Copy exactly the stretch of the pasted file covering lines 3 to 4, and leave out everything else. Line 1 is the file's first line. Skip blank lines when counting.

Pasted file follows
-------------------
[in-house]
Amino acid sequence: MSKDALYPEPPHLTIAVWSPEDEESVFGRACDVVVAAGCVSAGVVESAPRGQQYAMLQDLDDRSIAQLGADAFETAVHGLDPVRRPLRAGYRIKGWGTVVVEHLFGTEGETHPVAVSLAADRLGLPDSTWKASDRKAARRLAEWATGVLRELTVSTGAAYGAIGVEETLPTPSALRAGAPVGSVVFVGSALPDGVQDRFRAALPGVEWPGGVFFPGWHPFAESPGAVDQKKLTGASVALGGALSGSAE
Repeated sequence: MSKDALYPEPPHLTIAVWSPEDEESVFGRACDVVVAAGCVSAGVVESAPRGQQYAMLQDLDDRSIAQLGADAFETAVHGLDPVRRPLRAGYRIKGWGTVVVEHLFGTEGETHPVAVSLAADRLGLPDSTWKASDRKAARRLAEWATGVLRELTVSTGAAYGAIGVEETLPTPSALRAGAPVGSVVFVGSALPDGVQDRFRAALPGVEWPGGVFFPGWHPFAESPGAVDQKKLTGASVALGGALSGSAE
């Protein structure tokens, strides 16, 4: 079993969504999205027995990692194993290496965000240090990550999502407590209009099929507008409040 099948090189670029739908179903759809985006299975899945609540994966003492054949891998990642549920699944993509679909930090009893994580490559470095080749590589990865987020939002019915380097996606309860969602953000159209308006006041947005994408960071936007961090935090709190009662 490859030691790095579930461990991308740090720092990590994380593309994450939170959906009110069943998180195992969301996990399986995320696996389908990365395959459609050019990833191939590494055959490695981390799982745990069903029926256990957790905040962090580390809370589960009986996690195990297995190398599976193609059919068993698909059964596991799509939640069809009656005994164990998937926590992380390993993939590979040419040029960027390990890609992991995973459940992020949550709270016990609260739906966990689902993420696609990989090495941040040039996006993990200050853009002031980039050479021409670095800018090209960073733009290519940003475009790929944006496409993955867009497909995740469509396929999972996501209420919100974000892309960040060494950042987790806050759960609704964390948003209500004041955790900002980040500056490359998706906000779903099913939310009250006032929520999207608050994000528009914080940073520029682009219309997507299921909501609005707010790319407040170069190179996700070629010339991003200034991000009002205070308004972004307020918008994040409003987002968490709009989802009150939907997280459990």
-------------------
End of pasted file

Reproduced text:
Repeated sequence: MSKDALYPEPPHLTIAVWSPEDEESVFGRACDVVVAAGCVSAGVVESAPRGQQYAMLQDLDDRSIAQLGADAFETAVHGLDPVRRPLRAGYRIKGWGTVVVEHLFGTEGETHPVAVSLAADRLGLPDSTWKASDRKAARRLAEWATGVLRELTVSTGAAYGAIGVEETLPTPSALRAGAPVGSVVFVGSALPDGVQDRFRAALPGVEWPGGVFFPGWHPFAESPGAVDQKKLTGASVALGGALSGSAE
């Protein structure tokens, strides 16, 4: 079993969504999205027995990692194993290496965000240090990550999502407590209009099929507008409040 099948090189670029739908179903759809985006299975899945609540994966003492054949891998990642549920699944993509679909930090009893994580490559470095080749590589990865987020939002019915380097996606309860969602953000159209308006006041947005994408960071936007961090935090709190009662 490859030691790095579930461990991308740090720092990590994380593309994450939170959906009110069943998180195992969301996990399986995320696996389908990365395959459609050019990833191939590494055959490695981390799982745990069903029926256990957790905040962090580390809370589960009986996690195990297995190398599976193609059919068993698909059964596991799509939640069809009656005994164990998937926590992380390993993939590979040419040029960027390990890609992991995973459940992020949550709270016990609260739906966990689902993420696609990989090495941040040039996006993990200050853009002031980039050479021409670095800018090209960073733009290519940003475009790929944006496409993955867009497909995740469509396929999972996501209420919100974000892309960040060494950042987790806050759960609704964390948003209500004041955790900002980040500056490359998706906000779903099913939310009250006032929520999207608050994000528009914080940073520029682009219309997507299921909501609005707010790319407040170069190179996700070629010339991003200034991000009002205070308004972004307020918008994040409003987002968490709009989802009150939907997280459990």